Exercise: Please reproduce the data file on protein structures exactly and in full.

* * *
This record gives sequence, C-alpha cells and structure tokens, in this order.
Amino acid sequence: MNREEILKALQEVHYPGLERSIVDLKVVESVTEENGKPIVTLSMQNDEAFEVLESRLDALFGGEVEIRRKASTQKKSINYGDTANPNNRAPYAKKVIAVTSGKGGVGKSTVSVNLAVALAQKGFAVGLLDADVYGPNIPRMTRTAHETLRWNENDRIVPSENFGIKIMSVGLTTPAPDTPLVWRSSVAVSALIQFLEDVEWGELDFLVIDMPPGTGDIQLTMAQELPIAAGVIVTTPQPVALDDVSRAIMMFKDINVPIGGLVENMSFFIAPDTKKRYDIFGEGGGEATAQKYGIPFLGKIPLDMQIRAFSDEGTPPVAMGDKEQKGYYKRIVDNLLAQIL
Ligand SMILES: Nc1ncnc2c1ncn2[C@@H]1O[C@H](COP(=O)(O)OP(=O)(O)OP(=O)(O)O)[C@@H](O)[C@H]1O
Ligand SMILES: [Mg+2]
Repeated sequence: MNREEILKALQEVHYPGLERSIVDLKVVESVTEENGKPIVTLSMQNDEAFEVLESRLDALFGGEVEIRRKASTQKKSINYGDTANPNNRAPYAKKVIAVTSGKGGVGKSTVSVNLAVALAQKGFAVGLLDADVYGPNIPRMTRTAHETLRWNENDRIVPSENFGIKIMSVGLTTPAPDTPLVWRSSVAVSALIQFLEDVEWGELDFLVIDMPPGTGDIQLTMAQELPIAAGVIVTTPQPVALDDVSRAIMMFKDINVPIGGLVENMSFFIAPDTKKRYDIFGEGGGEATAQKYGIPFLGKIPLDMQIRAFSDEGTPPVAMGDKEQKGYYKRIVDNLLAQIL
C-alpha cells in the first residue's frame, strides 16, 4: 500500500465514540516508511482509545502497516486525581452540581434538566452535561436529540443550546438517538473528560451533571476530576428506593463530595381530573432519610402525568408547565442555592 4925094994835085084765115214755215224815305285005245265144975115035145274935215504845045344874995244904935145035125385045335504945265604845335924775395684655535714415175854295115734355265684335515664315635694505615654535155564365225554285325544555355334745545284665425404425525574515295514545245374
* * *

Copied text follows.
This record gives sequence, C-alpha cells and structure tokens, in this order.
Amino acid sequence: MNREEILKALQEVHYPGLERSIVDLKVVESVTEENGKPIVTLSMQNDEAFEVLESRLDALFGGEVEIRRKASTQKKSINYGDTANPNNRAPYAKKVIAVTSGKGGVGKSTVSVNLAVALAQKGFAVGLLDADVYGPNIPRMTRTAHETLRWNENDRIVPSENFGIKIMSVGLTTPAPDTPLVWRSSVAVSALIQFLEDVEWGELDFLVIDMPPGTGDIQLTMAQELPIAAGVIVTTPQPVALDDVSRAIMMFKDINVPIGGLVENMSFFIAPDTKKRYDIFGEGGGEATAQKYGIPFLGKIPLDMQIRAFSDEGTPPVAMGDKEQKGYYKRIVDNLLAQIL
Ligand SMILES: Nc1ncnc2c1ncn2[C@@H]1O[C@H](COP(=O)(O)OP(=O)(O)OP(=O)(O)O)[C@@H](O)[C@H]1O
Ligand SMILES: [Mg+2]
Repeated sequence: MNREEILKALQEVHYPGLERSIVDLKVVESVTEENGKPIVTLSMQNDEAFEVLESRLDALFGGEVEIRRKASTQKKSINYGDTANPNNRAPYAKKVIAVTSGKGGVGKSTVSVNLAVALAQKGFAVGLLDADVYGPNIPRMTRTAHETLRWNENDRIVPSENFGIKIMSVGLTTPAPDTPLVWRSSVAVSALIQFLEDVEWGELDFLVIDMPPGTGDIQLTMAQELPIAAGVIVTTPQPVALDDVSRAIMMFKDINVPIGGLVENMSFFIAPDTKKRYDIFGEGGGEATAQKYGIPFLGKIPLDMQIRAFSDEGTPPVAMGDKEQKGYYKRIVDNLLAQIL
C-alpha cells in the first residue's frame, strides 16, 4: 500500500465514540516508511482509545502497516486525581452540581434538566452535561436529540443550546438517538473528560451533571476530576428506593463530595381530573432519610402525568408547565442555592 4925094994835085084765115214755215224815305285005245265144975115035145274935215504845045344874995244904935145035125385045335504945265604845335924775395684655535714415175854295115734355265684335515664315635694505615654535155564365225554285325544555355334745545284665425404425525574515295514545245374